The $20.9 Million Mistake Your Company Can Do Without
What’s the big deal about proper classification of employees (exempt versus non-exempt, employee versus independent contractor)? As long as your company is paying them, you’re good, right? Does it really matter how they’re classified on paper?
To be blunt – YES … it matters. It matters a lot. Not paying close attention to how you classify your staff under FLSA (Fair Labor Standards Act) regulations can land you in legal hot water if the employee (or even the government) files a claim later for improperly paid wages or compensation. The costs of these claims can be huge in terms of money, time, bad publicity, lost business and more. Earlier this year, Rite Aid paid out $20.9 million in a Class Action Lawsuit brought against them for FLSA wage and hour violations due to misclassification of employees.
Could your business afford that kind of mistake? Probably not. That’s why it’s important to pay attention to FLSA guidelines so you don’t end up in debt—or out of business altogether.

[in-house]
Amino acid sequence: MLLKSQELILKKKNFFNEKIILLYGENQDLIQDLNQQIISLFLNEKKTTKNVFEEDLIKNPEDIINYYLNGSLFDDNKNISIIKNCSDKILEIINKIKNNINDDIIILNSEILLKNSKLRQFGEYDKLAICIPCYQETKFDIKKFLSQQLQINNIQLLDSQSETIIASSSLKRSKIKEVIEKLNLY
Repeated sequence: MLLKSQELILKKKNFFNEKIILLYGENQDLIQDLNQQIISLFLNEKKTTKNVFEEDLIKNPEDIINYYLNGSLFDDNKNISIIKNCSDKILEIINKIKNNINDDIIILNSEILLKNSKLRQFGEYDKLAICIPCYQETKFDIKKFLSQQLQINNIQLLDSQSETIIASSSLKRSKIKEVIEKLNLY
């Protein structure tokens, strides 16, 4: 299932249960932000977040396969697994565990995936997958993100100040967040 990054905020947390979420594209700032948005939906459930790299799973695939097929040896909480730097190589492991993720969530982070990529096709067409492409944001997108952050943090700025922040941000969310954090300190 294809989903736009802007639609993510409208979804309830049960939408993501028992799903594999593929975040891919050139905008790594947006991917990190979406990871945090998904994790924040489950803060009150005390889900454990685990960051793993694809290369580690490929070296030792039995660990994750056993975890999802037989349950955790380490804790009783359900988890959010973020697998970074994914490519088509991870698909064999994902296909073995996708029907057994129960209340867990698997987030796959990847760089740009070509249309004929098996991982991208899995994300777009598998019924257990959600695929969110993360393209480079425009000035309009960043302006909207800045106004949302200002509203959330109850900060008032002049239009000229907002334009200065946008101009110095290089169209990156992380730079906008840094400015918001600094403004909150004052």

How do you make sure your employees are correctly categorized under FLSA guidelines? There are exceptions, but for many employers, determining whether a worker is exempt or nonexempt largely depends on what kind of work the employee does and how much the employee is paid.
Job duties that are EXEMPT EXECUTIVE:
- Regularly supervises two or more other employees
- Has management as the primary duty of the position
- Has some genuine input into the job status of other employees (such as hiring, firing, promotions or assignments)
Job duties that are EXEMPT ADMINISTRATIVE:
- Office or non-manual work
- Directly related to management or general business operations of the employer/employer's customers
- Involves the exercise of independent judgment and discretion about matters of significance
Job duties that are EXEMPT PROFESSIONAL:
- Performs original and creative work or work requiring advanced knowledge normally acquired through a prolonged course of specialized academic study.
Generally, if employees do not fall into one of the categories listed above and they are not an independent contractor, they are considered a NON-EXEMPT (Hourly) employee. Non-exempt employees must receive overtime pay at the rate of one and a half times their regular rate of pay for each hour worked above 40 regular hours in a work-week.